Until yesterday I did not realise that urban decay is a recognized socio-economic term. I thought it was just a turn of phrase. That said, I didn’t know it was the name of a cosmetics manufacturer either (not sure it works – likening your client’s faces to crumbling buildings that have seen better days). According to Wikipedia, so it must be true, urban decay is:
“the process whereby a previously functioning city, or part of a city, falls into disrepair and decrepitude. It may feature deindustrialization, depopulation or changing population, economic restructuring, abandoned buildings, high local unemployment, fragmented families, political disenfranchisement, crime, and a desolate, inhospitable city landscape”
Now my home town hasn’t quite got to this point yet, this is leafy Cheshire after all, but there are certainly areas that fulfil some of the above criteria. Plans for the regeneration of part of Chester’s city centre, the Northgate Development, had originally promised a 2007 end date. Buildings were knocked down, areas were cleared, the theatre and cinema were closed. And then… well, nothing to be honest. The credit crunch/downturn hit and we were left with empty buildings and piles of rubble.
Fresh new plans for the Northgate development are due in front of the city council in May 2011; we wait with baited breath for the outcome. In the meantime an area of the city, which by no means was that attractive to start with, has become even more of a wasteland. I took this picture on Sunday morning, just a few hundred yards from the city’s Victorian town hall, the Roman walls and the Tudor shopping streets. I have no idea how old Kirkton house is, my guess would be Victorian or Edwardian, nor how long it has lain empty. Prior to falling into its current state it was obviously a solicitor’s office. To be honest I came across it by accident; I was taking a picture of the empty art deco Odeon cinema (which may well feature in another blog that I am formulating) when a traffic warden (!) asked me if I was interested in architecture and that was a ‘really good’ old building just down the road, opposite where the bus terminal used to be. This is the heart of where the Northgate development was supposed to be; no doubt Kirkton House is scheduled for demolition once the building work starts again. It stands next door to a 70s tower block, also empty and crumbling, that looks like something out of the BBC series ‘Life on Mars’.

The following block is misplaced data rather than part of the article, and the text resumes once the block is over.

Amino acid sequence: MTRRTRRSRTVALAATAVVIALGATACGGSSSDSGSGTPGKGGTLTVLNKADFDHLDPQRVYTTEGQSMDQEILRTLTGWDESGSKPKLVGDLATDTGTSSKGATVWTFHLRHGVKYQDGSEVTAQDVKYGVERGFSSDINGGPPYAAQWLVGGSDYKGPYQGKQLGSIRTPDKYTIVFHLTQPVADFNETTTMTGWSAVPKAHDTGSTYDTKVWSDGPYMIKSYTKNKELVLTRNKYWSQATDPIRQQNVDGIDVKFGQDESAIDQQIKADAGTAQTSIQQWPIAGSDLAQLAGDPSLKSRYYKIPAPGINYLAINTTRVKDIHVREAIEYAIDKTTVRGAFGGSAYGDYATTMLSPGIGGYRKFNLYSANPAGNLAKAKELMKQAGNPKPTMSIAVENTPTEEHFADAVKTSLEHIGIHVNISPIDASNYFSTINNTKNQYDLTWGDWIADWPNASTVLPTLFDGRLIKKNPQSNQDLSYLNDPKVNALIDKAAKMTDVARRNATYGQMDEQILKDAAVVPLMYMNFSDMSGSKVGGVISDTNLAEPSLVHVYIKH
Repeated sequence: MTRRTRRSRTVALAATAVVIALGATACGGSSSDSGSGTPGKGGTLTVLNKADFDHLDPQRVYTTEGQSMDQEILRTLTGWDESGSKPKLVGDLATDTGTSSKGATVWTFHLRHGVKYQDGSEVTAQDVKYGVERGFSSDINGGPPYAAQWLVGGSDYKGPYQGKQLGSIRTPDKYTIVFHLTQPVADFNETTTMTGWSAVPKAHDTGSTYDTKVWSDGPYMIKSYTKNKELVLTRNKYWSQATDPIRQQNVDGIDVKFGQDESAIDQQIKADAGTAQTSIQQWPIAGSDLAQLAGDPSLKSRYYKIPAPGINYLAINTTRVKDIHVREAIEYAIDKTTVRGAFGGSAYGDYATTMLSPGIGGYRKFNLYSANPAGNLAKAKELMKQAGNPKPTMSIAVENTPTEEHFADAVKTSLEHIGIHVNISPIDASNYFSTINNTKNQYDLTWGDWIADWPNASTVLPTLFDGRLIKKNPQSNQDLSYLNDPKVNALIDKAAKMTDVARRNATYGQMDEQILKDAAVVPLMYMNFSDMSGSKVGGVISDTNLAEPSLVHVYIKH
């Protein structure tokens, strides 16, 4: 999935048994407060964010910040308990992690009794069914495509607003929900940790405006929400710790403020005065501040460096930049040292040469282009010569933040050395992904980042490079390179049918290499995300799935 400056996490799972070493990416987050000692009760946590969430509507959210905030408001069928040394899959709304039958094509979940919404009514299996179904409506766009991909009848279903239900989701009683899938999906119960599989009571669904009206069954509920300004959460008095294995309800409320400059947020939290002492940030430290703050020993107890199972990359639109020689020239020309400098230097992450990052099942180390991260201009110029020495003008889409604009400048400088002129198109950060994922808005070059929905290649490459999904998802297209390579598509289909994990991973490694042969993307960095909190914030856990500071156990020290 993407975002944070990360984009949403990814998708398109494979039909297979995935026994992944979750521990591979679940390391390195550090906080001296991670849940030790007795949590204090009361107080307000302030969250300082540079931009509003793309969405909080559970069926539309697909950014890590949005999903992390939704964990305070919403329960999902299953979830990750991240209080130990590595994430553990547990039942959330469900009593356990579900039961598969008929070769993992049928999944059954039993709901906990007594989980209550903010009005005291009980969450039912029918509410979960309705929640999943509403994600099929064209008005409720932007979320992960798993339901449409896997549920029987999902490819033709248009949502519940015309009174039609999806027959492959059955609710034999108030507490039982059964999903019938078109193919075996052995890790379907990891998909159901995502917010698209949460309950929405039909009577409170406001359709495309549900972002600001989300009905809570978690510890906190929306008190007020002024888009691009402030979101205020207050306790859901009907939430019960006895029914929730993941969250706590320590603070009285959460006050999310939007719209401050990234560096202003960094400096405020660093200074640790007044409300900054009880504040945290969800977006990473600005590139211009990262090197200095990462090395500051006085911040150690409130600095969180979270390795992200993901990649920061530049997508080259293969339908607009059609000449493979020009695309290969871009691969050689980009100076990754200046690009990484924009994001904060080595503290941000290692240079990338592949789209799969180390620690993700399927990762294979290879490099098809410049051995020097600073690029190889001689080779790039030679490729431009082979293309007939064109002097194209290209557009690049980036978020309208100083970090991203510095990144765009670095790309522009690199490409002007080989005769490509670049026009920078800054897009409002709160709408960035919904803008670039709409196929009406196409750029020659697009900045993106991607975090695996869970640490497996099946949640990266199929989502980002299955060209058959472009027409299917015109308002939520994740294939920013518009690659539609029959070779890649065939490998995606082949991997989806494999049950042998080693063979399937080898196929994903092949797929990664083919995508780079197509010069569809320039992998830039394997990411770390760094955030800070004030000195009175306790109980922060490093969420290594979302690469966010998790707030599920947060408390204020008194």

To my eyes, Kirkton house is a lovely building but I think it appeals to me in its current state of disrepair. It feeds in to my love of creaky old houses and ghost stories. I can imagine a team of paranormal investigators, no doubt led by Roddy McDowall or Jane Asher, spending the night there before fleeing in terror. It has an imposing front and the dead ivy adds to its menace. I took quite a few pictures and think it might be fun to go back one night and get some pictures of it in the dark. Since the gate was open, I decided to walk around the side of the building to see if I could find anything else of interest. Which is where I took this picture.
OK it’s only a dumped mattress but given its location, hidden round the back of a large crumbling Victorian house I thought that it cried out to be photographed. It defines seedy. It is quite easy to imagine what it might be doing there.
As I’m a landscape photographer, if I’m any sort of photographer at all, it’s probably a good thing to counterpoint natural beauty with more gritty, realistic subjects. I do live in a city after all. All the above photographs, and yesterday’s green door, and maybe a few to come were taken on a Sunday morning walk 10-20 minutes from my house. In my mind I am forming a rough idea of a series of pictures showing the seamier side of a popular tourist city. Not sure it’s a goer in terms of selling any prints, not that I do a lot of that anyway, but when a city is photographed to death maybe this is the way to go? I know that photographs of Manchester and Liverpool’s industrial heritage sell but these feed into the whole ‘it’s grim up North’ ethos.
My city’s heritage harks back to the Romans and it’s unbroken walls marked it out forever as a tourist city rather than an industrial powerhouse like it’s illustrious neighbours. It’s a very insecure city too. We consider ourselves part of the North West of Coronation Street and Joy Division and Boys From The Black Stuff and Wigan Pier yet we are in Cheshire, home to gentleman dairy farmers. We are also within a stone’s throw of the Welsh borders. My television signal at home veers between BBC Wales and BBC North West literally depending on which way the wind is blowing. It was a Tory stronghold for years (Gyles Brandreth was once our MP), went red during the New Labour years and is now Tory again. It is such political swings that have led to decisions not being made and developments being started and not finished. So like Kirkton house my city awaits its fate. Imposing. Full of history. Living on past glories. And waiting for redevelopment to start.